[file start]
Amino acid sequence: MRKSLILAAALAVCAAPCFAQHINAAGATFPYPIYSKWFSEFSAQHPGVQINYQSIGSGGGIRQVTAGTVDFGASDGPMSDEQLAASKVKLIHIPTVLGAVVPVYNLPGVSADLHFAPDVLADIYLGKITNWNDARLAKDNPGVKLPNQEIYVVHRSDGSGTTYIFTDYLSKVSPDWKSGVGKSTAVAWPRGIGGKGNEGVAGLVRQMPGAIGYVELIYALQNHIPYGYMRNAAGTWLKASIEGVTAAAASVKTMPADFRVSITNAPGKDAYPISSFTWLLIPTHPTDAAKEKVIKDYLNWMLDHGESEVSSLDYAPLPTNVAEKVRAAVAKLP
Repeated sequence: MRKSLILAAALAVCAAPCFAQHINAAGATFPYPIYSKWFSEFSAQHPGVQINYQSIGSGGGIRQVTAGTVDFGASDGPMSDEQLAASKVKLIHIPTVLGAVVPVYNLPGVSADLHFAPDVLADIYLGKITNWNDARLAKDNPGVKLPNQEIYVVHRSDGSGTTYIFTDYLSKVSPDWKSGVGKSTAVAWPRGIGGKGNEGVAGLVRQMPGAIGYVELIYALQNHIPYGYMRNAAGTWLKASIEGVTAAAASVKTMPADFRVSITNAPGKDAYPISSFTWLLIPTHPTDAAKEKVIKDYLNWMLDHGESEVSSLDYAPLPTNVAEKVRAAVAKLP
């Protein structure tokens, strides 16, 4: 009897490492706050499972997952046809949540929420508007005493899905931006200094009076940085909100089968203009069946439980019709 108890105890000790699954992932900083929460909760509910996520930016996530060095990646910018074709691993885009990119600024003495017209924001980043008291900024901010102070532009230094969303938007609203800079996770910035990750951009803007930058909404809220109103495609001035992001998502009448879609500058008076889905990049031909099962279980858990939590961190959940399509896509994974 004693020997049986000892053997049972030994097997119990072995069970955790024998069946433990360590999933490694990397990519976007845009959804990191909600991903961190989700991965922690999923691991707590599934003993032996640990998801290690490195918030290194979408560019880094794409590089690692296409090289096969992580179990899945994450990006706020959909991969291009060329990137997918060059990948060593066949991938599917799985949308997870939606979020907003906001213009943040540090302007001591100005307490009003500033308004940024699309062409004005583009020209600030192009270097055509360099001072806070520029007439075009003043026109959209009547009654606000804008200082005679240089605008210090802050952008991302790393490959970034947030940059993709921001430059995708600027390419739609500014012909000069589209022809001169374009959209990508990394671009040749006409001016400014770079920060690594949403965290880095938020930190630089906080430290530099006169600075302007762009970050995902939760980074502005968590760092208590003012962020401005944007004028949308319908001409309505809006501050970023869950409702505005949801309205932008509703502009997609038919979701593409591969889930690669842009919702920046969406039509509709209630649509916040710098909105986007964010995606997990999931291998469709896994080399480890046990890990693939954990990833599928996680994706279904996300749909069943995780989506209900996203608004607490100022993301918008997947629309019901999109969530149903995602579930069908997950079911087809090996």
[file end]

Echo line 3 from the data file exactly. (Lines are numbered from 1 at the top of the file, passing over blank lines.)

């Protein structure tokens, strides 16, 4: 009897490492706050499972997952046809949540929420508007005493899905931006200094009076940085909100089968203009069946439980019709 108890105890000790699954992932900083929460909760509910996520930016996530060095990646910018074709691993885009990119600024003495017209924001980043008291900024901010102070532009230094969303938007609203800079996770910035990750951009803007930058909404809220109103495609001035992001998502009448879609500058008076889905990049031909099962279980858990939590961190959940399509896509994974 004693020997049986000892053997049972030994097997119990072995069970955790024998069946433990360590999933490694990397990519976007845009959804990191909600991903961190989700991965922690999923691991707590599934003993032996640990998801290690490195918030290194979408560019880094794409590089690692296409090289096969992580179990899945994450990006706020959909991969291009060329990137997918060059990948060593066949991938599917799985949308997870939606979020907003906001213009943040540090302007001591100005307490009003500033308004940024699309062409004005583009020209600030192009270097055509360099001072806070520029007439075009003043026109959209009547009654606000804008200082005679240089605008210090802050952008991302790393490959970034947030940059993709921001430059995708600027390419739609500014012909000069589209022809001169374009959209990508990394671009040749006409001016400014770079920060690594949403965290880095938020930190630089906080430290530099006169600075302007762009970050995902939760980074502005968590760092208590003012962020401005944007004028949308319908001409309505809006501050970023869950409702505005949801309205932008509703502009997609038919979701593409591969889930690669842009919702920046969406039509509709209630649509916040710098909105986007964010995606997990999931291998469709896994080399480890046990890990693939954990990833599928996680994706279904996300749909069943995780989506209900996203608004607490100022993301918008997947629309019901999109969530149903995602579930069908997950079911087809090996």